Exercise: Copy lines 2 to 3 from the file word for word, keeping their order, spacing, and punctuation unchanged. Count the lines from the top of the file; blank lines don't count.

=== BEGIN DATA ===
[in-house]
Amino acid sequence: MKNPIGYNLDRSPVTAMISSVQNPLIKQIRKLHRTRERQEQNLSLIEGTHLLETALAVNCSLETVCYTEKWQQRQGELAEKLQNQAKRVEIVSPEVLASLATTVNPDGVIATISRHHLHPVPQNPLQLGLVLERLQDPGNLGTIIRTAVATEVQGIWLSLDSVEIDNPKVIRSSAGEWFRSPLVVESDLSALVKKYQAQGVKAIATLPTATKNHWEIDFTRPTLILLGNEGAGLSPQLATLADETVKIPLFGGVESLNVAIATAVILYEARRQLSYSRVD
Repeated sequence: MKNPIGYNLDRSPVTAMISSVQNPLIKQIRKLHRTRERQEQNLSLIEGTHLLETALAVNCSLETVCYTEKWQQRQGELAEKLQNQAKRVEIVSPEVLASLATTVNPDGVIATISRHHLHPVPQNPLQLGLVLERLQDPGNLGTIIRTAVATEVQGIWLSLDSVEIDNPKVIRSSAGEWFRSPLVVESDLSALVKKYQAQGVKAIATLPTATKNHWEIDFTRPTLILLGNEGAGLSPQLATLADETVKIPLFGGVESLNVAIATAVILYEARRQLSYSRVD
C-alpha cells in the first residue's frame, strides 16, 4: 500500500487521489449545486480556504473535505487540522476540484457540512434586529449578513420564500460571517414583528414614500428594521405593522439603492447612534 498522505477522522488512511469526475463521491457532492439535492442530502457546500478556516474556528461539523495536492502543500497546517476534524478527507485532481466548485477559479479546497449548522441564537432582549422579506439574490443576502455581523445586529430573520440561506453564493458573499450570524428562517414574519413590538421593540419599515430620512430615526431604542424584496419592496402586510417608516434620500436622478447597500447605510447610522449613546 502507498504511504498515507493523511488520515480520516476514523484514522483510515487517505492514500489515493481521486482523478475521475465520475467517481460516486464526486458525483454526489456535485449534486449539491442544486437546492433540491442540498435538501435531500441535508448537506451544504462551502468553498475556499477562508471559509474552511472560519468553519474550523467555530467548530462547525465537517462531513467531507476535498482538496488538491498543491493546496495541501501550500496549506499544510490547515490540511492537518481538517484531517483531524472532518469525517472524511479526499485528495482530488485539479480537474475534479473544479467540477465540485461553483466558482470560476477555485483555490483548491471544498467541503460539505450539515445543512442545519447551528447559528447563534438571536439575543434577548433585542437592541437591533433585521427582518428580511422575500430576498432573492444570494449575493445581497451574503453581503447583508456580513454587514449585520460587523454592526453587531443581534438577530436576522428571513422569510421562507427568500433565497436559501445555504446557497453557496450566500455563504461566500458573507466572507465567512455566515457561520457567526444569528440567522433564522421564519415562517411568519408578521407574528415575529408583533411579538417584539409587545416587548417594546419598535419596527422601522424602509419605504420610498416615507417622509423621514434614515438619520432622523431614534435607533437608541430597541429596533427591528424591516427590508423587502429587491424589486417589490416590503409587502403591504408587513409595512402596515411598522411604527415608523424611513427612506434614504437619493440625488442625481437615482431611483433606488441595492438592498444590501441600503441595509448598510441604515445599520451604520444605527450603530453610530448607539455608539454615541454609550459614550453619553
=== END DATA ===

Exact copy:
Amino acid sequence: MKNPIGYNLDRSPVTAMISSVQNPLIKQIRKLHRTRERQEQNLSLIEGTHLLETALAVNCSLETVCYTEKWQQRQGELAEKLQNQAKRVEIVSPEVLASLATTVNPDGVIATISRHHLHPVPQNPLQLGLVLERLQDPGNLGTIIRTAVATEVQGIWLSLDSVEIDNPKVIRSSAGEWFRSPLVVESDLSALVKKYQAQGVKAIATLPTATKNHWEIDFTRPTLILLGNEGAGLSPQLATLADETVKIPLFGGVESLNVAIATAVILYEARRQLSYSRVD
Repeated sequence: MKNPIGYNLDRSPVTAMISSVQNPLIKQIRKLHRTRERQEQNLSLIEGTHLLETALAVNCSLETVCYTEKWQQRQGELAEKLQNQAKRVEIVSPEVLASLATTVNPDGVIATISRHHLHPVPQNPLQLGLVLERLQDPGNLGTIIRTAVATEVQGIWLSLDSVEIDNPKVIRSSAGEWFRSPLVVESDLSALVKKYQAQGVKAIATLPTATKNHWEIDFTRPTLILLGNEGAGLSPQLATLADETVKIPLFGGVESLNVAIATAVILYEARRQLSYSRVD